Electromyogram and force patterns in variably timed manual muscle testing of the middle deltoid muscle.

Journal of manipulative and physiological therapeutics

PubMedID: 16690385

Conable K, Corneal J, Hambrick T, Marquina N, Zhang J. Electromyogram and force patterns in variably timed manual muscle testing of the middle deltoid muscle. J Manipulative Physiol Ther. 2006;29(4):305-14.
The objective of the study was to compare force curves and surface electromyogram from examiners and subjects during manual muscle testing with 3 examiner-identified variants of manual muscle testing (MMT)-examiner-started (ESMMT), patient-started (PSMMT), and undifferentiated/near-simultaneous (NSMMT).

Forty-two volunteer applied kinesiologist doctors tested 36 volunteer students, doctors, and spouses at a professional conference. Start-time difference between examiner and subject muscle contraction, peak force, time of peak force and duration of force was measured. Force and surface electromyogram from examiner and subject were recorded simultaneously during MMT of the middle deltoid muscle for each style of testing used in practice.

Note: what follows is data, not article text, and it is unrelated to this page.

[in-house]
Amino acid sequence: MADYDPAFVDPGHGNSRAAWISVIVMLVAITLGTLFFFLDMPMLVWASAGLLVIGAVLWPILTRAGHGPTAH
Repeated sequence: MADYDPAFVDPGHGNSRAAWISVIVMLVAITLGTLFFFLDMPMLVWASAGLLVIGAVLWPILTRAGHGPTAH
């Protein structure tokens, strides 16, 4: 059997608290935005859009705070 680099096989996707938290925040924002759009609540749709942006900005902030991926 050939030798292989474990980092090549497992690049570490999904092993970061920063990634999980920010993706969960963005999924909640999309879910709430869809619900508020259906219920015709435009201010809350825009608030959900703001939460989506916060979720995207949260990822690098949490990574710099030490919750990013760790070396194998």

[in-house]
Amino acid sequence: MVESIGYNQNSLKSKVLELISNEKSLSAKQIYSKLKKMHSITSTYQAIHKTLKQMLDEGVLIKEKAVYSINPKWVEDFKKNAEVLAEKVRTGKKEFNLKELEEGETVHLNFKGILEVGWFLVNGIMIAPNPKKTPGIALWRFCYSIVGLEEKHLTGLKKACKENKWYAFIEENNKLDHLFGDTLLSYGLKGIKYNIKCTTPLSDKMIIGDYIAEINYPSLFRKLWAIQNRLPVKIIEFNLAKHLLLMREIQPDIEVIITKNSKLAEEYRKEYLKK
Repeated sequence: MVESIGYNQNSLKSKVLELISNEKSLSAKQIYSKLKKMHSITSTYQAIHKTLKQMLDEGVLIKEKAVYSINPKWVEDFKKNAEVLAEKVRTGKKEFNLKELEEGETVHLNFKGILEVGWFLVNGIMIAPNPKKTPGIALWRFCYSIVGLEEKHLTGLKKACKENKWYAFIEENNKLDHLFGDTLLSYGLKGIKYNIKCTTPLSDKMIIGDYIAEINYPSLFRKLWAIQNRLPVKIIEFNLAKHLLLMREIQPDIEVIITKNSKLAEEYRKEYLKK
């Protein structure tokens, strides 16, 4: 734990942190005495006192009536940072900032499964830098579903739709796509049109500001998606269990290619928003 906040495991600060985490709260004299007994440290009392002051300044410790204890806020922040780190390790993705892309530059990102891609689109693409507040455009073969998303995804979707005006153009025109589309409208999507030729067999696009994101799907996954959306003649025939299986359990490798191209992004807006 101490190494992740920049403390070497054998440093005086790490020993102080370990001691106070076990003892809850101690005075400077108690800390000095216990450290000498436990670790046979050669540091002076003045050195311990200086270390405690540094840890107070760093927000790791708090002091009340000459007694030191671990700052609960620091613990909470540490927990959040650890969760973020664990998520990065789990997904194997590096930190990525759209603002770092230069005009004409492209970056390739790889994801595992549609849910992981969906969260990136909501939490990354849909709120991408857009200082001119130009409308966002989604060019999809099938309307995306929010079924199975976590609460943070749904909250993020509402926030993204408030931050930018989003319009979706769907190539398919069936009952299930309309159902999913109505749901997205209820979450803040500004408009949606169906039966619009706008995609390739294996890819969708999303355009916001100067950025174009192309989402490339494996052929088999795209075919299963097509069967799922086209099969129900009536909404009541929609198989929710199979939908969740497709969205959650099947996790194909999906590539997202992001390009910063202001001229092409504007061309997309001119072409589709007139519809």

The congruence between examiner label and timing was as follows: ESMMT, 39%; PSMMT 61%; and NSMMT 28% within 50 milliseconds of simultaneous. Mean subject/examiner start-time difference differed significantly between PSMMT (-0.116 seconds) and both ESMMT (-0.018 seconds) and NSMMT (-0.0053 seconds). No clear cutoff between styles was evident. Peak force ranged from 0.548 to 23.615 lb (mean, 8.806 lb; SD, 4.543 lb), and all styles were significantly different. Duration of force ranged from 0.325 to 3.490 seconds (mean, 1.338 seconds; SD, 0.576 seconds), with NSMMT significantly shorter than ESMMT or PSMMT. The shape of force curves did not differ between styles of muscle testing, but differed between facilitated vs inhibited tests.

In this group of doctors, neither start-time difference nor the shape of force curves distinguished styles of MMT. Differences in peak force and test duration may account for differences in outcomes when examiners purposely vary their muscle testing style.